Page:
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Long term debt alternatives for hospitals Article

Category: Finance & Accounting Pages: 3 Type: Article Level: College
2. Taxable bonds

Over the past 15 years, hospitals have invested large sums of money in physician
practices and various joint ventures with physician groups. However, these funds come
with a catch: control over whatever the hospital has invested in typically is required to
stay with the hospital. In many cases, this has created a lot of tension between the two
entities -- and this is where bond financing comes in to play.

Bonds carry lower rates of interest than bank loans and permit physicians to retain control
over their operations.

Bonds are a form of debt which has a principal amount (or par value) payable at maturity
and bears interest (the coupon rate) payable at certain intervals. Bonds are similar to
loans from a bank, except that bonds are typically longer in maturity (20 to 30 years) and
are usually sold to third-party investors. Bonds can be taxable or tax-exempt depending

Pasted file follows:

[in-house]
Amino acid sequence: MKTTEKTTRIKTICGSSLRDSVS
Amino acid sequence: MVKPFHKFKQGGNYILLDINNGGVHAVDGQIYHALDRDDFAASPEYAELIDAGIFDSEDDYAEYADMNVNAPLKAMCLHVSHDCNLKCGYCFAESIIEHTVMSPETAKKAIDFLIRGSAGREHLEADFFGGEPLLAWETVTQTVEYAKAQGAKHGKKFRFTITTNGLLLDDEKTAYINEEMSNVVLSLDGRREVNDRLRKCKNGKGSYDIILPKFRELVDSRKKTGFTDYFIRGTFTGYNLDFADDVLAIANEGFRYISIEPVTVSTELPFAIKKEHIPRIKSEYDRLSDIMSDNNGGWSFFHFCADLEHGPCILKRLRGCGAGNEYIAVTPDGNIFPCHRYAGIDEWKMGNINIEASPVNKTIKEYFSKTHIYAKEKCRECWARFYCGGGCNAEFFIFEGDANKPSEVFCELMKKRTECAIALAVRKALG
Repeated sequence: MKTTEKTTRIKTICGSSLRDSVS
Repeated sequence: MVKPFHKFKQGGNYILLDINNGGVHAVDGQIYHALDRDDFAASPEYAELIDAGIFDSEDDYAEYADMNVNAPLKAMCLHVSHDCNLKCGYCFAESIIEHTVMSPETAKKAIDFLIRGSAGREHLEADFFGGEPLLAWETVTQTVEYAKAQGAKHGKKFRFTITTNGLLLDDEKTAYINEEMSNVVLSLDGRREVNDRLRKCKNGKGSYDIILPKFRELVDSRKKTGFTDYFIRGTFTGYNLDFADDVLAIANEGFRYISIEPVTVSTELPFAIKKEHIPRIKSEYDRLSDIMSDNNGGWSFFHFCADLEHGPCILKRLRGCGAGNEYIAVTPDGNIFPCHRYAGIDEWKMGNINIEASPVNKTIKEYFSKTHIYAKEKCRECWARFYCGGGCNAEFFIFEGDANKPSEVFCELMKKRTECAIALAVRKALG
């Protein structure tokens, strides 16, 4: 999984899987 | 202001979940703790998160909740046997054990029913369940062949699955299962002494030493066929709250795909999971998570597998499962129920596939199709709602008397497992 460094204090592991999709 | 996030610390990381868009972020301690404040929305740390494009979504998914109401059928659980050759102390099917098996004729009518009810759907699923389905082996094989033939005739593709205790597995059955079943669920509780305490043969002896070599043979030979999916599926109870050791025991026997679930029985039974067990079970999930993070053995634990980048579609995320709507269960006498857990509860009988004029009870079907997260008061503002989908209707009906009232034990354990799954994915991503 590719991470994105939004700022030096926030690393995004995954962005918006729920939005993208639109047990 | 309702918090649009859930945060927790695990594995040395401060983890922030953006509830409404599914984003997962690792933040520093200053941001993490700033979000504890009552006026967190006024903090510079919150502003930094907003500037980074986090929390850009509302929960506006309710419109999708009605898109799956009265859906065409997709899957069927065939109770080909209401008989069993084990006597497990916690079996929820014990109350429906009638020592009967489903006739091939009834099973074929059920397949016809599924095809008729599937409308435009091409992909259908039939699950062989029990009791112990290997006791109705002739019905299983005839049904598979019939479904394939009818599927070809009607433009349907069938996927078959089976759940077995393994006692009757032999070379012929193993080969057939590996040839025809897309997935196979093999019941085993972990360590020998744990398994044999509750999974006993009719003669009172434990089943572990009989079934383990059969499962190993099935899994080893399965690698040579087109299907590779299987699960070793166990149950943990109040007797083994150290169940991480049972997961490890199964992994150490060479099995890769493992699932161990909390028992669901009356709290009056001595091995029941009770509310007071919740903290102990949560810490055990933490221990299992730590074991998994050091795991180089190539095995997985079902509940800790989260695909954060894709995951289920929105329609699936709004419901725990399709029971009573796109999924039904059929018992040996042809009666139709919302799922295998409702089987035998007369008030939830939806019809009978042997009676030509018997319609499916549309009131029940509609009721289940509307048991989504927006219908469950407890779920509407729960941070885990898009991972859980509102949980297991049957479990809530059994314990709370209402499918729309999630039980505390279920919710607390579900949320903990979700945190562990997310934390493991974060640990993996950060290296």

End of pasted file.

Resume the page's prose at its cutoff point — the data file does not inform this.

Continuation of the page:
on the tax status of the borrowing entity.

A not-for-profit 501(c)(3) hospital can borrow on a tax-exempt basis (which affords
lower interest rates) due to its nonprofit tax status, whereas, for-profit, private physician
groups borrow on a taxable basis.

Taxable bonds are issued by a physician group and sold to investors (by the group's
investment banker) based on the promise of the group to repay the principal of the bonds
and all interest. Since third-party investors will probably not be familiar with the
particular physician group, a commercial bank with a good credit rating serves as an
intermediary to provide a credit and liquidity guaranty to the investors. The bank then
seeks its own form of security from the physician group.

Physician groups that have borrowed from banks or real